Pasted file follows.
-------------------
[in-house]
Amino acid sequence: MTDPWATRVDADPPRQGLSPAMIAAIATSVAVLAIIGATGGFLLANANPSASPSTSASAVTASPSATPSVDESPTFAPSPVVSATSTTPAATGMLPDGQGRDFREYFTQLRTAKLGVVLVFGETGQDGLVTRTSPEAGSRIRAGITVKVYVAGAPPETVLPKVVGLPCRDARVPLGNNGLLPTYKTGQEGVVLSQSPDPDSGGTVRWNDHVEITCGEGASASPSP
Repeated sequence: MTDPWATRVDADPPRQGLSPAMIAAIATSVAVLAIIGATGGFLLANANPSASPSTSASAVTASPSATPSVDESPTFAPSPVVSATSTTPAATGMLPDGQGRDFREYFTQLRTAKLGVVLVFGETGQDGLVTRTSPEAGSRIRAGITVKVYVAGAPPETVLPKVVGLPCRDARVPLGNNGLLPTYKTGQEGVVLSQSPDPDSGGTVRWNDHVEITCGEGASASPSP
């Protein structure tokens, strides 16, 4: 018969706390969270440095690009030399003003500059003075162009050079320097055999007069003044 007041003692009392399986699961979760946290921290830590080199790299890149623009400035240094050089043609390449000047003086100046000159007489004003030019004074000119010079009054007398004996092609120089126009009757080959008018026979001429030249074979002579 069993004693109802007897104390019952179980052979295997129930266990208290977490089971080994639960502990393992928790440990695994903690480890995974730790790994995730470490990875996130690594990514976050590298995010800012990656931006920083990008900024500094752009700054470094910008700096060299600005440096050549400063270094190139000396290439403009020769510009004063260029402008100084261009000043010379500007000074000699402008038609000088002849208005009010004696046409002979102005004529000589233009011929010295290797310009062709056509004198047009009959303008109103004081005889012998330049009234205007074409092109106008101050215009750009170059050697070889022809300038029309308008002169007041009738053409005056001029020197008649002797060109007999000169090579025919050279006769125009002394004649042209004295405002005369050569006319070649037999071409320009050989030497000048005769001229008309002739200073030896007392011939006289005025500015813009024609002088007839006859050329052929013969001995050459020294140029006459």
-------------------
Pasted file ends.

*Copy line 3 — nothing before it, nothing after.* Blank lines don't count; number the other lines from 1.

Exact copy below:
Repeated sequence: MTDPWATRVDADPPRQGLSPAMIAAIATSVAVLAIIGATGGFLLANANPSASPSTSASAVTASPSATPSVDESPTFAPSPVVSATSTTPAATGMLPDGQGRDFREYFTQLRTAKLGVVLVFGETGQDGLVTRTSPEAGSRIRAGITVKVYVAGAPPETVLPKVVGLPCRDARVPLGNNGLLPTYKTGQEGVVLSQSPDPDSGGTVRWNDHVEITCGEGASASPSP